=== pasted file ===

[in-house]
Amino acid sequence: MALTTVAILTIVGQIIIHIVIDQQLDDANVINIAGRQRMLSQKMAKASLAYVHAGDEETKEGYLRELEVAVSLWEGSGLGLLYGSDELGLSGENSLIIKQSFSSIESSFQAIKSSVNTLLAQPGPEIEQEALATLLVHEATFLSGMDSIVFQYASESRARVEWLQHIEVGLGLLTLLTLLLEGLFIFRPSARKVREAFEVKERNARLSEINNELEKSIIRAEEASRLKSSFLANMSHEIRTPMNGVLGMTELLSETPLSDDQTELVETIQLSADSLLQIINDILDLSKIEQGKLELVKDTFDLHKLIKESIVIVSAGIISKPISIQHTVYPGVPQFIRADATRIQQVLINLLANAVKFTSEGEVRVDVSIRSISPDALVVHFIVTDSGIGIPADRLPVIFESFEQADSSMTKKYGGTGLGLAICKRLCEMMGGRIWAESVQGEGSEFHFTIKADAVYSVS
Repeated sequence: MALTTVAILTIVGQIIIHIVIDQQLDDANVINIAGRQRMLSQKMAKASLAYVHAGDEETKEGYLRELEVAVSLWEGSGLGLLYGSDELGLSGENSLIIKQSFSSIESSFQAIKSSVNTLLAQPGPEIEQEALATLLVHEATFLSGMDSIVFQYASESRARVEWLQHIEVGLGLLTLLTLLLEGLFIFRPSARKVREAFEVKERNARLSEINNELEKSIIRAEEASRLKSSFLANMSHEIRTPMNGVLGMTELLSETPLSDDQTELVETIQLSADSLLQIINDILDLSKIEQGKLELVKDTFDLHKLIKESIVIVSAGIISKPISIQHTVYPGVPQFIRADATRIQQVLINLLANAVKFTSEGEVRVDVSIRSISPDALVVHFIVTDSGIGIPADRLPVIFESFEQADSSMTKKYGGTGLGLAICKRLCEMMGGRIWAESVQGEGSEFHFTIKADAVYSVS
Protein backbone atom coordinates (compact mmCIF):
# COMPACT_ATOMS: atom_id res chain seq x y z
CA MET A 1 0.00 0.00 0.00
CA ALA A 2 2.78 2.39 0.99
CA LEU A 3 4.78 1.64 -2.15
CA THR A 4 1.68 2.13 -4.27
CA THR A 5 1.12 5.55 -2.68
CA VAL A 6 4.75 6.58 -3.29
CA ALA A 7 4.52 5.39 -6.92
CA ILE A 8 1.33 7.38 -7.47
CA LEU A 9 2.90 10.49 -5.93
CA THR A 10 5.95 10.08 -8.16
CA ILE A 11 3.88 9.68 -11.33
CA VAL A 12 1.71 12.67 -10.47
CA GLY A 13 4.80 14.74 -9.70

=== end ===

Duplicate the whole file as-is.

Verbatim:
[in-house]
Amino acid sequence: MALTTVAILTIVGQIIIHIVIDQQLDDANVINIAGRQRMLSQKMAKASLAYVHAGDEETKEGYLRELEVAVSLWEGSGLGLLYGSDELGLSGENSLIIKQSFSSIESSFQAIKSSVNTLLAQPGPEIEQEALATLLVHEATFLSGMDSIVFQYASESRARVEWLQHIEVGLGLLTLLTLLLEGLFIFRPSARKVREAFEVKERNARLSEINNELEKSIIRAEEASRLKSSFLANMSHEIRTPMNGVLGMTELLSETPLSDDQTELVETIQLSADSLLQIINDILDLSKIEQGKLELVKDTFDLHKLIKESIVIVSAGIISKPISIQHTVYPGVPQFIRADATRIQQVLINLLANAVKFTSEGEVRVDVSIRSISPDALVVHFIVTDSGIGIPADRLPVIFESFEQADSSMTKKYGGTGLGLAICKRLCEMMGGRIWAESVQGEGSEFHFTIKADAVYSVS
Repeated sequence: MALTTVAILTIVGQIIIHIVIDQQLDDANVINIAGRQRMLSQKMAKASLAYVHAGDEETKEGYLRELEVAVSLWEGSGLGLLYGSDELGLSGENSLIIKQSFSSIESSFQAIKSSVNTLLAQPGPEIEQEALATLLVHEATFLSGMDSIVFQYASESRARVEWLQHIEVGLGLLTLLTLLLEGLFIFRPSARKVREAFEVKERNARLSEINNELEKSIIRAEEASRLKSSFLANMSHEIRTPMNGVLGMTELLSETPLSDDQTELVETIQLSADSLLQIINDILDLSKIEQGKLELVKDTFDLHKLIKESIVIVSAGIISKPISIQHTVYPGVPQFIRADATRIQQVLINLLANAVKFTSEGEVRVDVSIRSISPDALVVHFIVTDSGIGIPADRLPVIFESFEQADSSMTKKYGGTGLGLAICKRLCEMMGGRIWAESVQGEGSEFHFTIKADAVYSVS
Protein backbone atom coordinates (compact mmCIF):
# COMPACT_ATOMS: atom_id res chain seq x y z
CA MET A 1 0.00 0.00 0.00
CA ALA A 2 2.78 2.39 0.99
CA LEU A 3 4.78 1.64 -2.15
CA THR A 4 1.68 2.13 -4.27
CA THR A 5 1.12 5.55 -2.68
CA VAL A 6 4.75 6.58 -3.29
CA ALA A 7 4.52 5.39 -6.92
CA ILE A 8 1.33 7.38 -7.47
CA LEU A 9 2.90 10.49 -5.93
CA THR A 10 5.95 10.08 -8.16
CA ILE A 11 3.88 9.68 -11.33
CA VAL A 12 1.71 12.67 -10.47
CA GLY A 13 4.80 14.74 -9.70